|State nickname: Wolverine State|
- % water
Ranked 11th |
- Total (2000)
|Admittance into Union
January 26, 1837
|Time zone||Central: UTC-6/-5|
41°41'N to 47°30'N|
82°26'W to 90°31'W
385 km |
The state is known as the birthplace of the automotive industry. However, it also has a large tourist industry. Destinations like Traverse City, Mackinac Island, and the entire Upper Peninsula draw sportsmen and nature lovers from all over the U.S. and Canada. Michigan has the longest coastline of any state except Alaska and more recreational boats than any other state.
USS Michigan was named in honor of this state.
Once a thriving lumber capital and supplier of iron and copper minerals, Michigan's declining natural resources gave way at the turn of the twentieth century. The birth of the automotive industry with Henry Ford's first plant in the Highland Park suburb of Detroit, marked the beginning of a new era in personal transportation that permanently changed the socio-economic climate of America. Many automotive manufacturing plants remain, however, Detroit lost its grandeur after World War II, as automotive companies abandoned huge industrial parks in the area for the cheaper labor found in Southern U.S. and offshore plants.
|See:||List of Michigan counties||Michigan/Islands|
These two sections are connected only by the Mackinac Bridge -- the third longest suspension bridge in the world. The two peninsulas are surrounded by an extensive Great Lakes shoreline. Other than Alaska, Michigan has the longest shoreline of any state -- 2,242 miles (and another 879 miles if islands are included). This equals the length of the Atlantic Coast, from Maine to Florida. The Great Lakes which touch the two peninsulas of Michigan are Lake Erie, Lake Huron, Lake Michigan and Lake Superior. This unique geography has been credited (or blamed) for the especially dramatic weather of the state. No point in Michigan is more than 6 miles from an inland lake or more than 85 miles from one of the Great Lakes, and the state has more than 11,000 inland lakes and more than 36,000 miles of rivers and streams.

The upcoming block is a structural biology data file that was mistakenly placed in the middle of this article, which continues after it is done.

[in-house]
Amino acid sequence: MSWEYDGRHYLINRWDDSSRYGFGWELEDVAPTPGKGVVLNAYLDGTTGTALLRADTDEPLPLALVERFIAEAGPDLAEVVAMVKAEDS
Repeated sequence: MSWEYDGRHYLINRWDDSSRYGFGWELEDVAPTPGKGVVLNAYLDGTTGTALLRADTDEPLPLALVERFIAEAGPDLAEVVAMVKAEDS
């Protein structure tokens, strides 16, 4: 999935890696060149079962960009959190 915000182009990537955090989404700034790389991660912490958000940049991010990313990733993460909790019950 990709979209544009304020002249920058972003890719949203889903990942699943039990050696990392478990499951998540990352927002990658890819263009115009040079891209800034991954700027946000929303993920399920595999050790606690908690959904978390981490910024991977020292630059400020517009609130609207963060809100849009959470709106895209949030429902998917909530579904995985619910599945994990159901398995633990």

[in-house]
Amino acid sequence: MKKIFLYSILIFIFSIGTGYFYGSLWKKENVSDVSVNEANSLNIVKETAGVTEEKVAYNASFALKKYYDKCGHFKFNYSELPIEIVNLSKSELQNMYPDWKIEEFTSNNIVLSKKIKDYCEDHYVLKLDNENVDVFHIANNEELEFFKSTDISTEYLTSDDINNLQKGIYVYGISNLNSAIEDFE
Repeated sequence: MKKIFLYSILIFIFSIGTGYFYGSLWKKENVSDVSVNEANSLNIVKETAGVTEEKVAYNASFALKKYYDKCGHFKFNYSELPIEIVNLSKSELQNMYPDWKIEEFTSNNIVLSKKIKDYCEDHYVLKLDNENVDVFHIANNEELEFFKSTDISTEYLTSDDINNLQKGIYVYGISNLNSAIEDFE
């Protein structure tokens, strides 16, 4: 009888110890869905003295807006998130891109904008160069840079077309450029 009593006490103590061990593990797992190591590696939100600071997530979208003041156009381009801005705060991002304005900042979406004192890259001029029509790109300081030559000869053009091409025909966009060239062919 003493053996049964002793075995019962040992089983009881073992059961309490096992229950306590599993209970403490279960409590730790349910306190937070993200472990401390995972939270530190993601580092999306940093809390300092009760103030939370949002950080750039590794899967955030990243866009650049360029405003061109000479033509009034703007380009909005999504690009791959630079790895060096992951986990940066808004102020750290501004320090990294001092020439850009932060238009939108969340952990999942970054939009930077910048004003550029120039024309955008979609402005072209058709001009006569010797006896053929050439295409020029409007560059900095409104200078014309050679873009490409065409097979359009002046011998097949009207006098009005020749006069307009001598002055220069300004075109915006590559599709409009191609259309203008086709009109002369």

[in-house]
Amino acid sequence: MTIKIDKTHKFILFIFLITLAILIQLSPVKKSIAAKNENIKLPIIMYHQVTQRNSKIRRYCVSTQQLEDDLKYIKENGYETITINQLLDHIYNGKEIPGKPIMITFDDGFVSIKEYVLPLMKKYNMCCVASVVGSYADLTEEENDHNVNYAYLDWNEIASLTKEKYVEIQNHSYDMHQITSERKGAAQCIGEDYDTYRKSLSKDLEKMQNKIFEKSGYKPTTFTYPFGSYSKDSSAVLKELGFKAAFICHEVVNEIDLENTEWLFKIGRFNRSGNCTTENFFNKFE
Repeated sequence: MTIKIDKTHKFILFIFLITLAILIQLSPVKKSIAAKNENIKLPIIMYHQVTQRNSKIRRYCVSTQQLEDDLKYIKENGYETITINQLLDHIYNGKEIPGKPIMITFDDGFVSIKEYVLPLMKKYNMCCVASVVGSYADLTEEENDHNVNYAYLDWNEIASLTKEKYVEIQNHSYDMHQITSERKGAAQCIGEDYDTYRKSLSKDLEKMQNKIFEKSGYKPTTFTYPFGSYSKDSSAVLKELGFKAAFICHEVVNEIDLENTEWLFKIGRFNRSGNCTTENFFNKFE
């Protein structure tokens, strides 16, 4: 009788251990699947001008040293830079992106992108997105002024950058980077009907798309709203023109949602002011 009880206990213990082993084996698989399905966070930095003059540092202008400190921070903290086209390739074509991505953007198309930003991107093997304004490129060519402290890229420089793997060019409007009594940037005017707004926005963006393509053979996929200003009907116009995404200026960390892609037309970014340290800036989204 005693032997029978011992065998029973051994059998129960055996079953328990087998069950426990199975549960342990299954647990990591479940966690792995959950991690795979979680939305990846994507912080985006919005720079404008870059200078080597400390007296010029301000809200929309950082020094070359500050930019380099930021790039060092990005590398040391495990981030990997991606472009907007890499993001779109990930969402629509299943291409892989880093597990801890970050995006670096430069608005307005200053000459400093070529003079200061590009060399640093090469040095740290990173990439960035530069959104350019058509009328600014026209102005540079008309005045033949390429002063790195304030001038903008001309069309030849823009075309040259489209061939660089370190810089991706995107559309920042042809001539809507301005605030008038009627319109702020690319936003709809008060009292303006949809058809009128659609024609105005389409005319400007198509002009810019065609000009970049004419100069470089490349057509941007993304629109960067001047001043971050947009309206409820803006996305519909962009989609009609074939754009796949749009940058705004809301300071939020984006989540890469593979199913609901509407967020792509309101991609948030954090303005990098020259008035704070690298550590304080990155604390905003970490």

Michigan has 116 lighthouses. The first lighthouses in Michigan were built between 1818 and 1822. They were built to project light at night and to serve as a landmark during the day to safely guide the freighters traveling the Great Lakes.
Michigan has most registered boats (over 1 million) in the United States.